Holst Orchestral Works

September 22, 2016

holst-artwork-review

CLASSIC CHANDOS SERIES

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There are many of us who believe that Gustav Holst (1874-1934) was only known for The Planets and nothing else. He was a one and done composer like Dukas and Sorcerers Apprentice, Borodin and his Prince Igor along with many other composers. This is not true and this re-release will show you some of the wonderful music that he has to offer.In this recording Holst wrote about the  barren land of Egdon Heath, the business of Hammersmith, a movement of an unfinished symphony, and an overture to an opera.

“Fugal Overture,” written in 1922 was an overture of the opera The Perfect Fool, performed in 1923. Written in a neoclassicism style Holst originally titled this a Fugal Ballet. Holst makes effective use of the glockenspiel giving it a sparkle which changes into an overpowering brass motif. “A Somerset Rhapsody” was written in 1907 and is a trio of folksongs that are eventually combined and performed using different color orchestrations. The three folksongs are “It’s A Rosebud in June” features the oboe which is tranquil and peaceful and transmits love and peace. The middle selection “High Germany” a rousing march filled with a robust brass fanfare which is filled with melody and counterpoint. The transition between the first and the second is flawless and you don’t realize it until you listen for it. The final tune is “The Lovers Farewell followed by the combing of the tunes.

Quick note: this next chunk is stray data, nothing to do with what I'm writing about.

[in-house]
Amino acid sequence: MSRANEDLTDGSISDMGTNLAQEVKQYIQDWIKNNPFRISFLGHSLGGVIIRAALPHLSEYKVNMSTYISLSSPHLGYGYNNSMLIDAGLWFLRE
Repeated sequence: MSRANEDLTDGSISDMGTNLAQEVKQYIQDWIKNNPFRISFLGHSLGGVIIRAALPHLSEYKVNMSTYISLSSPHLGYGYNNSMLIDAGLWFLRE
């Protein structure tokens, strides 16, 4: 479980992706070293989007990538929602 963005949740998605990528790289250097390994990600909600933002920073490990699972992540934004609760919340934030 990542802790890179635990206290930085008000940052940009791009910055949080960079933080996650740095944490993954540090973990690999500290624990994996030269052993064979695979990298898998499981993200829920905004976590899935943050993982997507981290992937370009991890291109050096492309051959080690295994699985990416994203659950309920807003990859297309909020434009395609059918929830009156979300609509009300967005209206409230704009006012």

“Scherzo” was the only completed movement of his unfinished Choral Symphony from 1925. After his death it was released and performed in 1935 with Adrian Boult conducting. The liner note writer Lewis Foreman (excellent notes) gave it the title ‘great might-have-beens.’ If your looking for something loud and uplifting this is the track for you. “Egdon Heath” based on the writings of Thomas Hardy in his novel Return of the Native which Hardy was aware of what Holst was doing. Holst used the Hardy words to inspire his writing. “A place perfectly accordant with mans nature-neither ghastly, hateful, nor ugly: neither commonplace, unmeaning, nor tame: but, like man, slighted and enduring: and withal singularly colossal and mysterious in its swarthy monotony.” The theme in a minor key is offered by the brass section which leads us into a section of dissonance and despair. The string section continues the theme primarily in the wind section with harmony from the brass (a forte of Holst). Overall this 16+ minute work is one that will sway your emotions. Well done by Hickox and the London Symphony Orchestra. “Hammersmith” is written for band originally but Holst re-orchestrated it for symphony orchestra and it was conducted by Boult in 1931. The piece is based on the bustle of the city Hammersmith along with the slow flowing motion of the river. A rather dissonant piece with a nice melody I’ve not heard it for concert band but would certainly like to do so  The final selection is a piece that Holst was commissioned to write when he was lecturing at Harvard for concert band for a radio concert which never came off. Holst called it his jazz band piece which it was really not. His daughter arranged the lively piece which has now become a standard in his recorded offerings.

Hickox is a master interpreter of Holst and there are other offerings in the vast choices from Naxos and Chandos. He isn’t just about Planets and these 6 offerings are an outstanding example of what he has to offer.

Look forward to 4 new releases in 2017 in the Hickox series including the Double Concerto from Holst, Light of Life from Elgar, The Black Knight from Elgar, and The Bear from Walton. Chandos is truly a major player in the classical world.

 

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